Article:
Furthermore, the more that India becomes reliant on digital technology to sustain its daily life the greater its vulnerabilities to disruption of its associated critical infrastructure. In fact, as the costs of fighting remains so high, the temptation to employ other levers of power short of military action grows. The so-called “hybrid” or “sub-threshold” confrontation in which politics, diplomacy, trade, information, culture, cyber-attack, social media manipulation and much else are fused to a common, often malign, purpose is now a daily feature of relations between states. So as well as transforming its Armed Forces to be fit for the Digital Age, India must also establish greater resilience in its daily national life to new forms of intrusion and also build the capability to campaign effectively in the “hybrid zone” as much as the military arena. This is exactly the same dilemma faced by the UK, and provides clear impetus for greater cooperation in finding the winning formulae to beat it.

In facing this complex defence challenge, India will retain the great advantage of mass as well as intellectual power. Though some states may try, it is very unlikely to be affordable to buy all the highly exquisite equipment that technology may offer in enough numbers to overcome swarms of large numbers of lower technology yet still modern solutions. We are beginning to see this in the way that cheap drones destroy very sophisticated tanks and attack installations. India is well placed to defeat most opponents in the “economics of war” by harnessing its ability to field large forces with sophisticated, yet affordable modern equipment and then judiciously applying the higher technologies to maximum punitive effect. This is how India covers all the points of threat it sees.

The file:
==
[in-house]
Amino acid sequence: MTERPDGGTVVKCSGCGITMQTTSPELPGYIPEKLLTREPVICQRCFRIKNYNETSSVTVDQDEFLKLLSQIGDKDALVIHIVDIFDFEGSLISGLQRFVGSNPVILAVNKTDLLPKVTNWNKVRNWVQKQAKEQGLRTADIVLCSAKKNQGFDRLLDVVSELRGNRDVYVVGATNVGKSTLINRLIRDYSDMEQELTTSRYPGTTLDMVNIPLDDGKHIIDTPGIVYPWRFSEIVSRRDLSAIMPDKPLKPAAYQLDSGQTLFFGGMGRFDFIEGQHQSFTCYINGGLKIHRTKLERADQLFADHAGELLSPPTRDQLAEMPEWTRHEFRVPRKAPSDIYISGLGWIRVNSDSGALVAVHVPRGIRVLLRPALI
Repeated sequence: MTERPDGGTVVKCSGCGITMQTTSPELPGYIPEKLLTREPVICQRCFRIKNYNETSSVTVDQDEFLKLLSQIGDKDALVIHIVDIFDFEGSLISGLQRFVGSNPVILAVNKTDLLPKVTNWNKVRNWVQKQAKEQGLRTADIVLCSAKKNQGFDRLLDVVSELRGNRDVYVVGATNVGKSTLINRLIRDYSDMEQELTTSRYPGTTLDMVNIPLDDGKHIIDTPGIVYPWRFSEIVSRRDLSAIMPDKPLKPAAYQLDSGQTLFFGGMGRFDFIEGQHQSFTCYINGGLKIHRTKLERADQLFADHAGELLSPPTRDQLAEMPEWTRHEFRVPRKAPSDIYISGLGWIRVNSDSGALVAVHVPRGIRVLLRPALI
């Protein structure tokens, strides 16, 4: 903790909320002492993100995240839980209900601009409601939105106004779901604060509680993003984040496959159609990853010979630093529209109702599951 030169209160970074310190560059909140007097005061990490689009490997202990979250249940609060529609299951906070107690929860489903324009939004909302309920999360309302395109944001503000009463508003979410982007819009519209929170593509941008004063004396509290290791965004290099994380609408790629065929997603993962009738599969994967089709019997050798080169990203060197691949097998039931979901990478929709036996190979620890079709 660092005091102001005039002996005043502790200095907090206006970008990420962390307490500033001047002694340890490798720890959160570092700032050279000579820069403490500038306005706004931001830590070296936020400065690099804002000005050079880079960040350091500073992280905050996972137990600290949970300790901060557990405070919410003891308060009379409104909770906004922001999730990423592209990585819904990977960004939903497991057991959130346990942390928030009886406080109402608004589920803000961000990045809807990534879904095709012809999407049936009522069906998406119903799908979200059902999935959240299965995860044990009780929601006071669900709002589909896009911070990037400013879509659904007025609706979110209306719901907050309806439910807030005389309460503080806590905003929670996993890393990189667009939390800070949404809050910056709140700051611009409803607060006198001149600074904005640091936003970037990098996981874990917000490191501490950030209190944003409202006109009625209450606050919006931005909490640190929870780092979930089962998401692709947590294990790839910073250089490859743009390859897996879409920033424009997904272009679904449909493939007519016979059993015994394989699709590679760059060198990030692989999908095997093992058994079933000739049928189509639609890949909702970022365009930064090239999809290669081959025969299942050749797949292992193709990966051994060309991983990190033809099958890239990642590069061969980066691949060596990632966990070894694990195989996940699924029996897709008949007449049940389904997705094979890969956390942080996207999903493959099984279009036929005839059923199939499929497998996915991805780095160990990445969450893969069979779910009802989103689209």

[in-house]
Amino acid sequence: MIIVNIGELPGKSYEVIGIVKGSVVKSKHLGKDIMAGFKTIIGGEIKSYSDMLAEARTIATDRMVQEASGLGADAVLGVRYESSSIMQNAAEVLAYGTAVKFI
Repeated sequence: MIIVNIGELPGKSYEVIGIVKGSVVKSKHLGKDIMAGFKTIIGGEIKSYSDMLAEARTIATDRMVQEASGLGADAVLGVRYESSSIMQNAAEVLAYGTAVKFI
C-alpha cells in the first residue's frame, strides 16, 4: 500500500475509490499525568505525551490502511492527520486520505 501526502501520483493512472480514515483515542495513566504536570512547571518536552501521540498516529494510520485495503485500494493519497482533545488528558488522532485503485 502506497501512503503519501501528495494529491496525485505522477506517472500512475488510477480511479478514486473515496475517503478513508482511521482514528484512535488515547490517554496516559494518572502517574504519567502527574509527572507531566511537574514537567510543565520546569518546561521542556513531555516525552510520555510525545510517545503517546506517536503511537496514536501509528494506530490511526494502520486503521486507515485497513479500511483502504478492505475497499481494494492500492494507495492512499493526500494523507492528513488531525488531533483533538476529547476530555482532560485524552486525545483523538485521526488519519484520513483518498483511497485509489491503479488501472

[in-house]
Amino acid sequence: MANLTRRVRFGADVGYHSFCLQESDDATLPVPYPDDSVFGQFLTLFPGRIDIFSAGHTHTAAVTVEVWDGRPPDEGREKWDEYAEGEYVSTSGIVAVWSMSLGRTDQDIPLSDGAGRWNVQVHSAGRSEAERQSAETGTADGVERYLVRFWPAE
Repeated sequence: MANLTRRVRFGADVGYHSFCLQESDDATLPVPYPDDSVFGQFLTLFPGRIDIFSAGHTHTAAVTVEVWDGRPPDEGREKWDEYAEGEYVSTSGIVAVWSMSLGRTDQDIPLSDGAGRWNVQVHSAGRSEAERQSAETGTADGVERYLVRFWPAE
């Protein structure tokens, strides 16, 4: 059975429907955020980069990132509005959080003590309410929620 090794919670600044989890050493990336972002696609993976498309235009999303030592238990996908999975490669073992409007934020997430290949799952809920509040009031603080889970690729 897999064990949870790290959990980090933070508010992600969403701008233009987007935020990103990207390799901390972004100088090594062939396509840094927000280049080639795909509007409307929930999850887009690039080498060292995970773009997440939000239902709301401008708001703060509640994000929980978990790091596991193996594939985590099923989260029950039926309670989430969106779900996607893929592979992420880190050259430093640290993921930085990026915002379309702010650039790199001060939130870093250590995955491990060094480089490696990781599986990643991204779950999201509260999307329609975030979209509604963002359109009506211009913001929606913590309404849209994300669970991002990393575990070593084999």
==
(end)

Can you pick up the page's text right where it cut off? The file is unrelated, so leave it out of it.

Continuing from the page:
India has the major strategic advantage of a very high calibre technical base, able to develop the most modern technologies and apply them to deterrence and conflict. This means that India’s developing prowess in data, quantum computing, artificial intelligence, cyber war, materials, robotics, and automation etc can be at the heart of globally effective military capability. Tomorrow’s winning Armed Forces will be built on a backbone of information, and operate a dynamic mix of manned, unmanned and autonomous equipment. India is potentially capable of setting the pace in how this transformation occurs and fielding solutions in large numbers.

India has no choice but to pursue this path to transformation if it is to match its potential opponents as they embark aggressively on a parallel course. This is a competition. But in taking this hard road India can also use its defence imperatives as a stimulus to its science and technology base and its manufacturing industry more widely. This means building capability that not only meets the needs of the Indian Armed Forces but also those of many others around the world, including in the West. Interoperability by design means collective security works better, but it also means exports are easier.

The United Kingdom is taking the same journey. The UK has enviable research and development capability and some very sophisticated manufacturing, but it will never have the cost base or scale that India possesses. So there is now the opportunity for highly satisfactory mutual collaboration that supports the security and prosperity interests of both countries. This will span not just the obvious candidates of aerospace, space, shipbuilding and information technology, but also vital supporting activity in logistics, infrastructure, and synthetic training and operating environments. Establishing cooperation in this way will not only promote sharing but also defray costs, increase resilience in supply chains and develop the potential for greater operational and industrial interoperability. Now is the time to talk.

General Sir Richard Barrons KCB CBE is Co-Chairman of Universal Defence & Security Solutions Ltd based in London